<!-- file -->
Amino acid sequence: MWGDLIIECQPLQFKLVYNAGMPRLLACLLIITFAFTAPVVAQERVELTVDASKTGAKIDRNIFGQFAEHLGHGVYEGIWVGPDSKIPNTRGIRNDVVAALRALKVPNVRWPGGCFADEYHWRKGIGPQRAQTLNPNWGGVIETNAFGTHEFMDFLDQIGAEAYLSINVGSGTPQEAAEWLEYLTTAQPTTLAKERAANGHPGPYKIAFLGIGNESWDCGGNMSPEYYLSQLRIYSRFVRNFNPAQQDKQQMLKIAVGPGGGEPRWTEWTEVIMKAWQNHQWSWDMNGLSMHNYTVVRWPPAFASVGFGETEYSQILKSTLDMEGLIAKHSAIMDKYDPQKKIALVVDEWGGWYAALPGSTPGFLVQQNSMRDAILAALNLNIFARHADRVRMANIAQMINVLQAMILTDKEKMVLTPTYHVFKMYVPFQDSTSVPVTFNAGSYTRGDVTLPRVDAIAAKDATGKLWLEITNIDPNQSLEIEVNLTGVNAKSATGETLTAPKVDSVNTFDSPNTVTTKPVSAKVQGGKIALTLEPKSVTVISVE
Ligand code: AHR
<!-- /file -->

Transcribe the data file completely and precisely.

Amino acid sequence: MWGDLIIECQPLQFKLVYNAGMPRLLACLLIITFAFTAPVVAQERVELTVDASKTGAKIDRNIFGQFAEHLGHGVYEGIWVGPDSKIPNTRGIRNDVVAALRALKVPNVRWPGGCFADEYHWRKGIGPQRAQTLNPNWGGVIETNAFGTHEFMDFLDQIGAEAYLSINVGSGTPQEAAEWLEYLTTAQPTTLAKERAANGHPGPYKIAFLGIGNESWDCGGNMSPEYYLSQLRIYSRFVRNFNPAQQDKQQMLKIAVGPGGGEPRWTEWTEVIMKAWQNHQWSWDMNGLSMHNYTVVRWPPAFASVGFGETEYSQILKSTLDMEGLIAKHSAIMDKYDPQKKIALVVDEWGGWYAALPGSTPGFLVQQNSMRDAILAALNLNIFARHADRVRMANIAQMINVLQAMILTDKEKMVLTPTYHVFKMYVPFQDSTSVPVTFNAGSYTRGDVTLPRVDAIAAKDATGKLWLEITNIDPNQSLEIEVNLTGVNAKSATGETLTAPKVDSVNTFDSPNTVTTKPVSAKVQGGKIALTLEPKSVTVISVE
Ligand code: AHR